As I walked through the Jewish Quarter to the Western Wall, none of the restaurants or shops were open. But families were having picnics and children were everywhere. In contrast to the mournful pilgrimages along the Via Dolorosa to the Church of the Holy Sepulchre, which were winding their way through the Muslim and Christian Quarters, there was a quiet but festive atmosphere throughout the Jewish Quarter.
Both the Greek Orthodox Church and the Armenian Church have a major celebration on the Saturday before Easter, which involves receiving the gift of fire in the crypt of the tomb inside the Church of the Holy Sepulchre. The miraculous giving of fire was scheduled for 2 p.m., but when I entered the Old City at 1:30 it was too late to get anywhere near the Church.
There are only two entrances to the courtyard in front of the Church of the Holy Sepulchre. One comes from the northwest side, and the other from the southeast. Each of these entrances is connected to alleys that lead in two directions, so there are four ways of getting to the two gates that lead into the courtyard in front of the Church. I tried three of these, but the crowd was backed up so far in each alley that I knew it would be impossible to make it inside the Church for the ceremony. So, this part of the Orthodox Easter, I left to the Orthodox.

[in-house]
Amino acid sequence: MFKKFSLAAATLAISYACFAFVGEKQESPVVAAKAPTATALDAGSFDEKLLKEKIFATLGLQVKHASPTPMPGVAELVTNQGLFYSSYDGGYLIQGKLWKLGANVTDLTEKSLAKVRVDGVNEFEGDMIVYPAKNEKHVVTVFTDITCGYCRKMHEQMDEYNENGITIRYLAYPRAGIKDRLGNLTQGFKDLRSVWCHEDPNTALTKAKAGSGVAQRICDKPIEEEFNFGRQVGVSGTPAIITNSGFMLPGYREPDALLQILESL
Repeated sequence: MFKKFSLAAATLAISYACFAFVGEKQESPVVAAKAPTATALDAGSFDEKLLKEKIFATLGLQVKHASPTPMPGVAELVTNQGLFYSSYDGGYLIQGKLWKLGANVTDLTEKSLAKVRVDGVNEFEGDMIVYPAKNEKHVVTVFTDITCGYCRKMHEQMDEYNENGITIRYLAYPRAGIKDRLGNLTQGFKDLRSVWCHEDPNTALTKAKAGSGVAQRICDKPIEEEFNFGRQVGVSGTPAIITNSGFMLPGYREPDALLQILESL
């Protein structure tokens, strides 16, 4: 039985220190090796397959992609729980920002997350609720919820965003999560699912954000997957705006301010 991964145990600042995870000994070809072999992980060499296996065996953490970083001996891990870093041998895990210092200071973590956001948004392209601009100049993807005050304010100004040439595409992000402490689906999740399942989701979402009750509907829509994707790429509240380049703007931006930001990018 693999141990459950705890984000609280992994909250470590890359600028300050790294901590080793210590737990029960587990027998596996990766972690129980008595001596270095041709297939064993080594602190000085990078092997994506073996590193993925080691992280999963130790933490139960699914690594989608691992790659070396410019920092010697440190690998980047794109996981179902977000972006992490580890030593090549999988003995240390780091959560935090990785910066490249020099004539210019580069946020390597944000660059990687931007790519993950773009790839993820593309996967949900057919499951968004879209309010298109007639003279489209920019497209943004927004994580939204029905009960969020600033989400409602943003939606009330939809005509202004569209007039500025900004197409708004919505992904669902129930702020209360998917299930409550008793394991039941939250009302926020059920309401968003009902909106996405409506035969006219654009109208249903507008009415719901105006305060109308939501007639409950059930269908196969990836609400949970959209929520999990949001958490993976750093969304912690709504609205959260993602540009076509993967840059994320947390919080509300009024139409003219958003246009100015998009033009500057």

Instead of attending the fire ceremony in the Church of the Holy Sepulchre, I walked to the Western Wall to see if it was again crowded with Jews. But there was hardly anyone there, or in the plaza that I crossed in order to make my way to a staircase above the Western Wall, which offers a good view of the Wall. The absence of Jews on the last day of Pesach reminded me that it was the Sabbath as well, so travel was limited for Orthodox and Ultra-Orthodox Jews to walking. Thus, almost all the Jews in the Old City were those who live in it, or at least nearby.
At 5 in the afternoon I went to the St. James Cathedral, the main sanctuary of the Armenian Church. It is an old building in the middle of the Armenian Quarter, which is located inside the Armenian monastery. Romanesque in style, such as St. Anne's, the old Crusader church located just inside the Lion Gate, it has none of the lightness of the latter. The walls are blackened with soot from candles and oil lamps, and the latter hang from the ceiling all over the main sanctuary.